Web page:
When it comes to increasing strength and flexibility, traditional stretching may no longer claim the limelight, yet when implemented correctly, it still comes with some upsides. Though studies on when and how to best stretch have had mixed results, scientists generally agree on stretching’s key benefit: an increased range of motion which, in turn, bolsters overall flexibility and performance. No, traditional stretching may not provide these benefits to the same degree that FST does, yet it’s still preferable to, say, never rising from your couch.

“It’s important to stretch for a host of reasons,” said Marci Kenon, an IFPA-certified personal trainer and lifestyle coach in Manhattan who trains clients both at Blink Fitness and through her site, MarciKenon.com. (Kenon received the “The Stretching Process” certification through the Center for the Advancement of Therapeutic Arts, or CATA). “Stretching not only helps us to move with greater ease and strength in day-to-day life—like when you need to carry some heavy bags of groceries up several flights of stairs—it also provides stress management for the body and mind.”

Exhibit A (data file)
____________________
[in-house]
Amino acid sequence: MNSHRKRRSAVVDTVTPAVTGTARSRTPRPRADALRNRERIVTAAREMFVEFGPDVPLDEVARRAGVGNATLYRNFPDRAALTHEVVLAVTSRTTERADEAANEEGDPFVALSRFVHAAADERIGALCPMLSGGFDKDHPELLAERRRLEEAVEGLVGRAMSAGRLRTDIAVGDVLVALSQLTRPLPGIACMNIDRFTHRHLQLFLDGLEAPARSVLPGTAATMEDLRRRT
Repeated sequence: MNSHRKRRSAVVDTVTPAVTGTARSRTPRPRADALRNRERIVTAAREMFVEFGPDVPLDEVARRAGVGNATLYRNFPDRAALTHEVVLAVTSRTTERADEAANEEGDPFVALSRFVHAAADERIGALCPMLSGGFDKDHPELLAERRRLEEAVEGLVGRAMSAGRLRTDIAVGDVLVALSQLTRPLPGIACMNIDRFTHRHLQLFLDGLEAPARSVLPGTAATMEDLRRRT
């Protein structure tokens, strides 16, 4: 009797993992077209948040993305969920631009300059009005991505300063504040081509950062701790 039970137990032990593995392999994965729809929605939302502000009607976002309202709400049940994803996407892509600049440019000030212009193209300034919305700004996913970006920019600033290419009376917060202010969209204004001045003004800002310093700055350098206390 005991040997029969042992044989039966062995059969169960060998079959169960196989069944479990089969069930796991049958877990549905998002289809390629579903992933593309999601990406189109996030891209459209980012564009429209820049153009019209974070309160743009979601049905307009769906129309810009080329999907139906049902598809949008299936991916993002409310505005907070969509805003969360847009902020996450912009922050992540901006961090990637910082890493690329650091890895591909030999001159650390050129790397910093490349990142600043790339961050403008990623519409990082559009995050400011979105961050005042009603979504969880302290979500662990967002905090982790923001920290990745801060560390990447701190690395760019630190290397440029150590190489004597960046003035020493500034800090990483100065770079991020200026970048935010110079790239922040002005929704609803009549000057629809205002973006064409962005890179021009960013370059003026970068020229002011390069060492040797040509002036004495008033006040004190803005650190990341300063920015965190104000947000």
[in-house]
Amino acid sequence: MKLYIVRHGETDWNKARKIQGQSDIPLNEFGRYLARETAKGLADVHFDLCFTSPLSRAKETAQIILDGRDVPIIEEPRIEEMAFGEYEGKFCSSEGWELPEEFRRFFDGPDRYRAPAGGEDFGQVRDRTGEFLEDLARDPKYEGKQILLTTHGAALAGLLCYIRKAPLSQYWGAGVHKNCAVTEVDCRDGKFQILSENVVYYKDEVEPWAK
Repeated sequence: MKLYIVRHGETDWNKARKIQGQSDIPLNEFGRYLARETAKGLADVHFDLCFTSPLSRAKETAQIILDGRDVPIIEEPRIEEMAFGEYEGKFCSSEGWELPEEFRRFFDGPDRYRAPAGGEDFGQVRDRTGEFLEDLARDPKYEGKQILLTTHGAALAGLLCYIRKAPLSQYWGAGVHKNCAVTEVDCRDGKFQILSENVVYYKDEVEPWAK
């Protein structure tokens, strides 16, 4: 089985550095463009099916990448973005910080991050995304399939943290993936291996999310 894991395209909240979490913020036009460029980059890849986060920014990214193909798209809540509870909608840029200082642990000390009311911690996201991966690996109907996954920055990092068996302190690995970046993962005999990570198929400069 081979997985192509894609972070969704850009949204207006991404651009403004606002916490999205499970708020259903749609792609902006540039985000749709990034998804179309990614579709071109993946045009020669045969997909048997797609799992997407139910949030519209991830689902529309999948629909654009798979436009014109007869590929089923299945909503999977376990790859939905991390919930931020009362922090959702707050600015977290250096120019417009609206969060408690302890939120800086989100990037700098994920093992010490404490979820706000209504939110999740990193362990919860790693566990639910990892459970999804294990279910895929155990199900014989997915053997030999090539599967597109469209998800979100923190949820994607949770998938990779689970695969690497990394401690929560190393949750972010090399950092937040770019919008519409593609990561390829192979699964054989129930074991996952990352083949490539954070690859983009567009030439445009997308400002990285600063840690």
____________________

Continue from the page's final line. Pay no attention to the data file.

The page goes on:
When it comes to ballistic stretching and the bounce that goes with it, however, Kenon encourages caution. “A lot of people bounce when they stretch, and that can inadvertently cause a tear in your muscles—which can lead to scar tissue, tightening, and decreased flexibility.”

Of the three traditional stretching methods, she strongly prefers dynamic stretching ahead of a sweat session. “You need to warm up both your muscles and fascia before you work out,” said says. “Your muscles are like rubber bands. When they’re cold, they can easily snap. Dynamic stretching or even a 10-minute walk on the treadmill sends nutrients and blood to your muscles—and that can prevent soreness, reduce the possibility of injury and, most importantly, set you up to reach your fitness and wellness goals.”